Pentium chip was released at the backdrop of the legendary "Intel Inside" marketing campaign. The extent of popularity (due to marketing efforts) of this campaign was so huge that Intel almost became a household brand. When people started seeing the effects of the error related to this, they put the blame squarely on Intel and not the computer manufacturer. The early social media in the form of Internet forums gave voice to their concerns. Had the defect prioritization decision, take into account the macro environment that the product will operate under, it would probably have been chosen to be fixed. 
One of the key learnings here that is still relevant in today's times is to have a holistic approach towards defect advocacy. A tester advocating the defect should relate the bug information with the macro environment happenings like business situation, popularity of the bug, users impacted and much more. For a tester to be playing the role of the headlights of the product, he/she should not just think about internals of the bugs but also associate it with the necessary business information and related factors.

What else do you learn from this case? Please do share your thoughts in the comments.

Images source:

Friday, November 13, 2015

Are the Lessons from Google Wave Debacle Still Relevant ?

In this blog (or hopefully a series of them), i intend to write about the key lessons to be learned not only from the tech products that failed in the past but also i intend to write a bit about why products succeed as well. The motivation to write this comes directly from my experience. I started my career with working on a large ecommerce product, which was (at that time) supposed to be the biggest technology application built entirely on Microsoft technology. Ok, the word "biggest" in the past sentence has more or less an anecdotal reference but the key point is that this project really struggled to find its feet due to various reasons. I will talk more about my own experience in the coming posts but to start off, i wanted to put a microscope on some of the public products that bit the dust. Failures, like success, leaves a lot to be learned from. My personal hypothesis is that most failures share similar reasons that led to eventual results. As a series of this blog, i want to test this hypothesis as well. I will try and bind my narrative to around 500 words so (covering top 3-4 reasons) that it remains within the readability limits.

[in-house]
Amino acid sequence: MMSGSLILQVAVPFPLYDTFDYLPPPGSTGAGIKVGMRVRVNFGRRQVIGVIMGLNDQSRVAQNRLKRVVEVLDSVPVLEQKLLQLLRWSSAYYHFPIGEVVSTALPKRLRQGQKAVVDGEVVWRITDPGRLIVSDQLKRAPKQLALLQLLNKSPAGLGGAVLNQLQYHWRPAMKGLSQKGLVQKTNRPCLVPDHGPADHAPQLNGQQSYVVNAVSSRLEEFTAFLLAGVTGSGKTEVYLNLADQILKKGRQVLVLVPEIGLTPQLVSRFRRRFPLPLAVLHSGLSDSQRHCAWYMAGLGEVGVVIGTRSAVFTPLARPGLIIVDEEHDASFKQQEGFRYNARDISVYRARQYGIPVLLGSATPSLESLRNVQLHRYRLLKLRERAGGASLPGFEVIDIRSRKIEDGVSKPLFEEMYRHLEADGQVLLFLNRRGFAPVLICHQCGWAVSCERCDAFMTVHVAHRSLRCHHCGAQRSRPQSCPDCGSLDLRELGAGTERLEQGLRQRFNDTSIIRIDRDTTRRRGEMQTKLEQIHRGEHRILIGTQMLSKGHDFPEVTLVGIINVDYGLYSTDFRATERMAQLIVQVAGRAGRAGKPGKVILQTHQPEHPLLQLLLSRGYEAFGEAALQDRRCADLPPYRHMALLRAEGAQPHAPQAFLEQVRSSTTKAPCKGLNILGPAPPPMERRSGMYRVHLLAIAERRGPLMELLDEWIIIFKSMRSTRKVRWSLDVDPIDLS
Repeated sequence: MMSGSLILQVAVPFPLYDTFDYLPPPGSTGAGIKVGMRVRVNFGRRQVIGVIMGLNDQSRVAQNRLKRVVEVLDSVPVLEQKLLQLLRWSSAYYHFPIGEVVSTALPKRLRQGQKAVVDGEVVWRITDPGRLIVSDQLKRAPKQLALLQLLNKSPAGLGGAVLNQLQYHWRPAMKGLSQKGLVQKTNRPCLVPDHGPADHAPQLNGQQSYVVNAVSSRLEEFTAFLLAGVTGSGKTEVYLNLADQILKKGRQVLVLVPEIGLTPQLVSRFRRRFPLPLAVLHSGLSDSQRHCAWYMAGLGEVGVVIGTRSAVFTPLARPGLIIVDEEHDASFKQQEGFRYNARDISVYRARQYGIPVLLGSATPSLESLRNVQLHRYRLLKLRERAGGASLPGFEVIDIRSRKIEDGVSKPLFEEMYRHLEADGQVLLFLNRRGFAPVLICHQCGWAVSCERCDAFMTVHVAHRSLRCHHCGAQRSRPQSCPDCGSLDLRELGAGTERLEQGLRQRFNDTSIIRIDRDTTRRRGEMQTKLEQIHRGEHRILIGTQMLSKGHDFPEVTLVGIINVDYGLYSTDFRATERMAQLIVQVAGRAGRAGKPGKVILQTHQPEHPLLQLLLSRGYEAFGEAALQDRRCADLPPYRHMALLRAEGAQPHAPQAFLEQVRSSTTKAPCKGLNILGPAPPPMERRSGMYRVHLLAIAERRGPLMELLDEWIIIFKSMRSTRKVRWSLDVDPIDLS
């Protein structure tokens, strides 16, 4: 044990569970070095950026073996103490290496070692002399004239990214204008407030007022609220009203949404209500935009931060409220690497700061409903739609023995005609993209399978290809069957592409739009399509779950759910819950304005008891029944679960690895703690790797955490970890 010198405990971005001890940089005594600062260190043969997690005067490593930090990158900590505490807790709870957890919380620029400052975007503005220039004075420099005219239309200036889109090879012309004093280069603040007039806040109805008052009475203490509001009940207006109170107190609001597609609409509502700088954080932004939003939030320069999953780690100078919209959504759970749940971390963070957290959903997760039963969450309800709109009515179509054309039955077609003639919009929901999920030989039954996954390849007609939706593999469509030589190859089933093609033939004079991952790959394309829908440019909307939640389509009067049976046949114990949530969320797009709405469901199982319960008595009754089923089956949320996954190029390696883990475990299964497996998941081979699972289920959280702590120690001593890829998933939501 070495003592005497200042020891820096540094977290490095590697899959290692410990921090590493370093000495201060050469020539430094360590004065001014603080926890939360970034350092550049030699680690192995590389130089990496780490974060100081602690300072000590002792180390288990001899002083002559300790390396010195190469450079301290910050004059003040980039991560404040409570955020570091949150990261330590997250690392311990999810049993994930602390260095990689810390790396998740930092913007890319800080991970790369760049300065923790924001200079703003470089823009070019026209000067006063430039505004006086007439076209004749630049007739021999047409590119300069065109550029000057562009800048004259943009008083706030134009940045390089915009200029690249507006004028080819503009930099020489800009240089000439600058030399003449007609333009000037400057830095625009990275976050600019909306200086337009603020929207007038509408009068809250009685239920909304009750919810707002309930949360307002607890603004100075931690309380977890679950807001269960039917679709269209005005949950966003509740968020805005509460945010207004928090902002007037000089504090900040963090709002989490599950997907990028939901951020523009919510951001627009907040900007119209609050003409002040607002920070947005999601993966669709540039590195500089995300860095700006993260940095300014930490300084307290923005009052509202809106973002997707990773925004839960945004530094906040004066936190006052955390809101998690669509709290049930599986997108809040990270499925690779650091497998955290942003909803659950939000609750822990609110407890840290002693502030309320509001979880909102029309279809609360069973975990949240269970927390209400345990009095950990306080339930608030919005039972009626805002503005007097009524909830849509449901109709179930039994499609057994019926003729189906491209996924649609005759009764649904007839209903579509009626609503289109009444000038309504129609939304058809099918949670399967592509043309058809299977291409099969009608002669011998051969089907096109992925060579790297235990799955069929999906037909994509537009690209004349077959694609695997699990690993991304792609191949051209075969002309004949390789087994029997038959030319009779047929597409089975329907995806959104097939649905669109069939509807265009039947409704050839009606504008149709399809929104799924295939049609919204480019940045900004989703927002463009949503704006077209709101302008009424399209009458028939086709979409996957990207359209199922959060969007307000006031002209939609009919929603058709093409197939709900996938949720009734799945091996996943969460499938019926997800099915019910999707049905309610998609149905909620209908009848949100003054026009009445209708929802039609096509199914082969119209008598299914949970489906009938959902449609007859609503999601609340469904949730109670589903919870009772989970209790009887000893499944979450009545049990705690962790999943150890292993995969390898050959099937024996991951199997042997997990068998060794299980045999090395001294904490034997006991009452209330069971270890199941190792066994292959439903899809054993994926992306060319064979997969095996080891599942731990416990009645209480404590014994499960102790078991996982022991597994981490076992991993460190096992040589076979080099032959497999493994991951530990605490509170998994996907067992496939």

The first product that pick for analysis is Google Wave. The reason I pick up this product is simply that i got to know a bit about this product while reading the book "How Google works" and it is quite fresh in my mind. As the book says- Google Wave as the creation of
a small team of engineers who took their 20 percent time to explore the question "What would email be like if it were invented today?" Google Wave was said to be a technological marvel, but it proved to be a major flop. Its user base never grew as expected (said to be close to 1 million or so) and Google eventually cancelled this project within one year of its launch in around 2010. Google Wave was said to be "collaboration and communication tool consolidating] core online features from e-mail, instant messaging, blogging, wikis, multimedia management, and document sharing,”

Some reasons for its failure as I researched as below-

Complicated User Experience:
As this Quora article suggests,
In retrospect, the lack of success of Google Wave was attributed among other things to its complicated user interface resulting in a product that was a bit like email, a bit like an instant messenger and a bit like a wiki but ultimately couldn't do any of the things really better than the existing solutions.

One of the studies even pointed that a celebrated Tech journalist even wrote a 195 page manual on how to use Wave.
This fact that someone need to write a hefty manual explaining a product alone would testify that Wave probably missed a trick or two in designing a simpler application. It appeared that it was not only hard to use but it was also perceived as hard to explain.

If we fast-forward to 2015, companies are adopting unbundling as a product strategy, which means that they are decoupling the features to make it more usable or focused e.g. Facebook unbundling messenger from the core app. It means that the world gets to value simpler, one feature app more than an app doing too many things, which Google Wave tried to do.

Launched with Lofty Expectations:
As this Mashable article suggests, The first lesson that Google or any web application developer can learn from Google Wave is the importance of managing expectations. Because the hype window started four months before Wave actually launched, the idea of what Wave was easily exceeded the reality. Phrases like "radically different approach to communication" and "e-mail 2.0" were bandied around, along with buzz-word laden phrases like "paradigm-shifting game-changer."

As I have experienced, when a product is launched with much fanfare, it always runs the risk of being subdued under its own expectations. This is something Intel observed when they launched Pentium chip (more about it in later blogs) when one edge case bug resulted in a loss of close to a half billion dollars majorly because of the marketing hype preceding it.